Natural Born Charmer is a delightful contemporary fictional story, filled with funny situations and witty dialog. The characters in this book will win your heart, stir your emotions, and make you laugh.
Thirty-year-old Blue Bailey learned from a very young age that people could not be trusted. Everyone she had ever loved left her. She decided that it would be easier to feel the heartache of loneliness, than to suffer the stinging pain of betrayal and rejection. So Blue Bailey hid herself behind a smart mouth, oversized tee shirts, combat boots and a badass attitude.
Pro-football player Dean Robillard smiled when he spotted a woman dressed in a beaver suit stomping alongside the highway blazing with anger. Intrigued, he pulled his car over. He had no idea that his life was about to change forever. Blue Bailey on the other hand had no idea that she was about to let in a self-centered selfish man who would crack her inner fortress, and break her heart.
Blue Bailey marched along the Tennessee highway, furious and fit to be tied. Her bank account had been ransacked, her car rendered useless, and if she didn’t get out of her beaver suit soon she was going to drop from heat exhaustion. So when Pro-football star Dean Robillard stopped to offer her a ride, she took it.
Dean was used to women falling all over him. So when Blue Bailey refused his charms, he was stunned. Who was this girl? She certainly wasn’t a beauty queen dressed in men’s clothing and combat boots. She should feel lucky that he even acknowledged her presence at all. But the more time Dean spent with Blue, the more he discovered that her thick sarcastic exterior was just a cover for the insecure beautiful girl who lived beneath it.
Blue couldn’t understand why she even cared about Dean. He was a conceited jerk, and treated his mother as if she were dead. Blue got it though, he had been abandoned, but so had she. Maybe her mother wasn’t a druggie like Dean’s, but at least his mother was trying to be there now for him. That was more than she could say about hers. Blue had to get away from Dean Robillard. She was playing with fire and her heart was about to be broken. So Blue took a job painting a portrait for a mean-spirited hateful woman, who would end up befriending her.
Natural Born Charmer is a well written, funny and emotional read, crafted with several subplots. Susan Elizabeth Phillips does a fabulous job developing her secondary characters. She depicts for the reader the overwhelming guilt that hits a parent when they realize, that their self-indulgent lifestyle has left permanent scars upon their children. Each character in Natural Born Charmer pulled my heartstrings, except Dean Robillard. He never won me over. I loved the character of Blue Bailey though; she’s sassy, smart and funny and has a beautiful loving heart.
The common thread in Natural Born Charmer is about relationships, the pain of them, and the joy of them and how some relationships are just worth fighting for, no matter what. I loved this book, it moved me emotionally, and made me laugh. It’s unrealistic, but it’s so enjoyable that it really didn’t matter. I read the book in one day.
I highly recommend Natural Born Charmer. Be prepared to laugh and ride a roller coaster of emotions. Smart mouth, badass Blue Bailey is going to win you over. I guarantee it.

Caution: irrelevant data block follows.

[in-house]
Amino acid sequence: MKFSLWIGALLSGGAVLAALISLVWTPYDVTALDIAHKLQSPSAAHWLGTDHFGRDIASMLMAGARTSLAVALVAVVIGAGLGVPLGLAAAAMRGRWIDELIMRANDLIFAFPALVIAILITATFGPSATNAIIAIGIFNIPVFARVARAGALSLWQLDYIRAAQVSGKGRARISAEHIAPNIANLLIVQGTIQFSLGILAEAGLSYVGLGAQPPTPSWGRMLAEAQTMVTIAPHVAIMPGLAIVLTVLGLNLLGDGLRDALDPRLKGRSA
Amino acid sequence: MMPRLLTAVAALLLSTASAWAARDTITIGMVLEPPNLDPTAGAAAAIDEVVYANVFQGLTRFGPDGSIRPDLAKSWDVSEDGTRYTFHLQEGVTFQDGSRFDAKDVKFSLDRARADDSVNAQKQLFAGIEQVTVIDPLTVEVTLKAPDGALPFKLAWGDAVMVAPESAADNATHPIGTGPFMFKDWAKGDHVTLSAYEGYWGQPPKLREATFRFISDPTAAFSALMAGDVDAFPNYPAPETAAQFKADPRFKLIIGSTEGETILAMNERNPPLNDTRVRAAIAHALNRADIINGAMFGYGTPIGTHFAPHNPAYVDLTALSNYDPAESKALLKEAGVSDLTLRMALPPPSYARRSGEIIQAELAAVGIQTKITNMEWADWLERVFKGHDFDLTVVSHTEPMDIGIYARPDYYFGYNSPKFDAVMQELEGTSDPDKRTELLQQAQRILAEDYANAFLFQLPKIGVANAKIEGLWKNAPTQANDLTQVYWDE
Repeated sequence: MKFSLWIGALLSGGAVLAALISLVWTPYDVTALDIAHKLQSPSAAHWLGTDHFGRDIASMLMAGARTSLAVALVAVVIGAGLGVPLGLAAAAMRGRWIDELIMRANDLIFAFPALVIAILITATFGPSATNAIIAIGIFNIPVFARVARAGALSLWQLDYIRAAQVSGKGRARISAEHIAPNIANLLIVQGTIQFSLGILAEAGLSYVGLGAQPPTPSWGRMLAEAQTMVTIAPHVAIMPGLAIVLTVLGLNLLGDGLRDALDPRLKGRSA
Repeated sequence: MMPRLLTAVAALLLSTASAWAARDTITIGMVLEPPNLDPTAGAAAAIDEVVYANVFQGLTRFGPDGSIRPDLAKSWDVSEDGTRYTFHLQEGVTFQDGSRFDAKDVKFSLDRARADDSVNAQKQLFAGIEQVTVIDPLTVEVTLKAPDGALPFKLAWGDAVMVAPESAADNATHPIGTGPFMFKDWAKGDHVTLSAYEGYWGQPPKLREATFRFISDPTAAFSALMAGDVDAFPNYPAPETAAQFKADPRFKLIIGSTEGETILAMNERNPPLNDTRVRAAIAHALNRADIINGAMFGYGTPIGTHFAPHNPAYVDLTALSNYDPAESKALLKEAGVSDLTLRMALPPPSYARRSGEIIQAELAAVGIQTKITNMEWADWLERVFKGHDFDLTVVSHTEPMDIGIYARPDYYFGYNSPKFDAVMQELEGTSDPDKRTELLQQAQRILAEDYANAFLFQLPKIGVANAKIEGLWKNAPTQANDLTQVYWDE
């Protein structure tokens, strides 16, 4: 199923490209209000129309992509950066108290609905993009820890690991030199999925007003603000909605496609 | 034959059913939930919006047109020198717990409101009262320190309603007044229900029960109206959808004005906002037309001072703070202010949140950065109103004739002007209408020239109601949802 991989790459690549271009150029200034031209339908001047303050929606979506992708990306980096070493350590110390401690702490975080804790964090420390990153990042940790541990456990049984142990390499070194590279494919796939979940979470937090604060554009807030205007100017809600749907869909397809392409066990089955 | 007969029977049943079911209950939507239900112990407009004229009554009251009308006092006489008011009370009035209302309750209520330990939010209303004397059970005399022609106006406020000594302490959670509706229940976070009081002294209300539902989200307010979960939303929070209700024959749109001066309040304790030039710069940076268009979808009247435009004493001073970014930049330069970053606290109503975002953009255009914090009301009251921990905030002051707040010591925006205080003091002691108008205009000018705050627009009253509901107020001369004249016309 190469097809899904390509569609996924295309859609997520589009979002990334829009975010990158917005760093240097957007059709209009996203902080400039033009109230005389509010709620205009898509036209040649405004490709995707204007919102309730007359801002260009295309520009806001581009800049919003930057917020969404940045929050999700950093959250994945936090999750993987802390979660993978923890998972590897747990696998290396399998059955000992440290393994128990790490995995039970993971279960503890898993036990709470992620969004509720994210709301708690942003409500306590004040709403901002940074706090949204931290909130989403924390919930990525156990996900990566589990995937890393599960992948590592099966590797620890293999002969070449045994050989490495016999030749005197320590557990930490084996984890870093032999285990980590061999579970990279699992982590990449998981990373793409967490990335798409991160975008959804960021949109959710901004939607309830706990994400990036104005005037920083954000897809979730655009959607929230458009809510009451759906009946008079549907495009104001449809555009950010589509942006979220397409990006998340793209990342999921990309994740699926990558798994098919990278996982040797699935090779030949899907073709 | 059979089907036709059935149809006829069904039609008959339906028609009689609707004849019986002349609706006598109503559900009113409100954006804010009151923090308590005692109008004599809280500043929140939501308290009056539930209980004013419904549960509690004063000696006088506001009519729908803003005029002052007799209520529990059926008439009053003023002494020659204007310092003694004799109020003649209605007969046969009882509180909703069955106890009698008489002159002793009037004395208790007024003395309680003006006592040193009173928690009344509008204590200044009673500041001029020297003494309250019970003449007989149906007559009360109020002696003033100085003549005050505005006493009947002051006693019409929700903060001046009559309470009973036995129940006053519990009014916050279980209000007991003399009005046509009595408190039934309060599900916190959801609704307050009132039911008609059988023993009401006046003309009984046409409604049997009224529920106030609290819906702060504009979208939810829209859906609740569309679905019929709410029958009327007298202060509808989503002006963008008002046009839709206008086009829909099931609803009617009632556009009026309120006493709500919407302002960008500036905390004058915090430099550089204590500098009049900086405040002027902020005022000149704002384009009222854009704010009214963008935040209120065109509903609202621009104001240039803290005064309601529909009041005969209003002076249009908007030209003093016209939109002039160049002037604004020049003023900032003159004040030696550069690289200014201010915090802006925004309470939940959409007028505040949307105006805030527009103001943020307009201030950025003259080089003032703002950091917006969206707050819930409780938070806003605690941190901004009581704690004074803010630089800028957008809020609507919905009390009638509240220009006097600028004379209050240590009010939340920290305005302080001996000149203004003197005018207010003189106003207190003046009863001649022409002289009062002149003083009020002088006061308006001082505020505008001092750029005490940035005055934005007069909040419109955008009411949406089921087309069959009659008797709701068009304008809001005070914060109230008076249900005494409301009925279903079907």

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Considering the fact that I've never attempted to hide my love of Susan Elizabeth Phillips and her stories, it should come as no surprise that I was in the bookstore the day Natural Born Charmer was released. It takes a special author to convince me to shell out my hard-earned money for a hardback book, but SEP is always worth it.Natural Born Charmer is a continuation of Phillips' Chicago Stars series, which center around a fictional NFL team (AFC division, for those of you who might be curious) and the people involved with it. This is the story of Dean Robillard, the quaterback of the Stars, who was introduced in Phillips' previous novel Match Me If You Can as a young, arrogant, too-good-looking rookie. This book picks up with Dean now in his early 30s. Some of the youth is gone, a lot of the arrogance is gone, but the looks are definitely still there.Blue Bailey is our hapless heroine. And when I say hapless, I mean it literally--the first time Dean sees her she's trudging down the side of a country road in Colorado wearing nothing but a beaver suit. Yes, you read that right. A beaver suit.The two end up going on a cross-country road trip to Tennessee together (Dean wanted company, and Blue had no money and no place to stay), where Dean's recently bought a farm. Once they get there, though, Dean discovers that his estranged, ex-groupie/drug addict mother has been mascarading as his housekeeper. Blue, coming from a pretty dysfunctional family herself, tries to help mother and son to reconcile, but Dean's just a little too bitter. Things only get worse when his 11-year-old half sister Riley finds him, causing their father (famous rock singer Jack Patriot) to come after her (Riley's mother had just died). Throw in a crotchety old woman who literally owns the tiny Tennessee town, and SEP has once again provided the reader with an excellent cast of characters.The thing I love about SEP's books is that they're funny and extremely well-written. They read fast, and it's hard to stop turning the page and put the book down. Her characters always feel real, like people you know in real life (or that might just be me, since I know lots of dysfunctional people). You also know you're going to get a great secondary romance. And, truth be told, odds are at least one of the characters is going to have some sort of mommy or daddy issues that need to be dealt with. Some people see that as a bad thing, but I see it as being realistic--it's pretty much impossible to find someone who doesn't have mommy or daddy issues.That being said, I'm afraid she's getting a little too predictable. Don't get me wrong, I loved the book. It was overall another great read by who I like to call the Queen of Romantic Comedy. But the thing is, you know you're going to get certain things when you read SEP. On one hand, it's comforting and it fulfills a definite need. On the other, it can be dangerous for an author to stay too close to the same "formula." Dean's character also reminded me a lot of Kevin from This Heart of Mine (which is my favorite book ever), and while that isn't necessarily a bad thing (if Kevin were real I would marry him), it isn't necessarily a good thing, either (the characters need to be distinctively different).The one area where she did deviate was with the sex--there was a lot less of it (although she did make a reference to some anal activity, which shocked me). Luckily, the tension was still there--and the tension's at least half the fun of reading a great romance. But I have to say that I was a little disappointed by the sex scenes; they weren't as long or as descriptive as usual, and a part of me felt like I missed out on something. And before any of you start to think that I'm one of those women who vicariously lives through romance novels and only reads them for the sex, I'm going to shut you up right now. Sex scenes aren't gratuitous in romance--or at least they shouldn't be. They help to move the plot forward, deepen the relationship between the characters, and let the reader see inside the character's psyche just a little bit more (because, let's face it, sex can make you a little vulnerable). So for her to not get quite as deep into the POV during those scenes, it left me feeling a little...out of sorts, wondering what had happened to SEP and where had her great love scenes gone.Despite that, though, I still really enjoyed this book. I love flawed characters who are genuinely good people. I love to laugh. I love to cry. I love to pick up a book and find myself putting it down to go to the bathroom two hours later wondering where the time went.Susan Elizabeth Phillips has never failed to deliver a great read, and I know that she'll continue to provide funny, touching romances.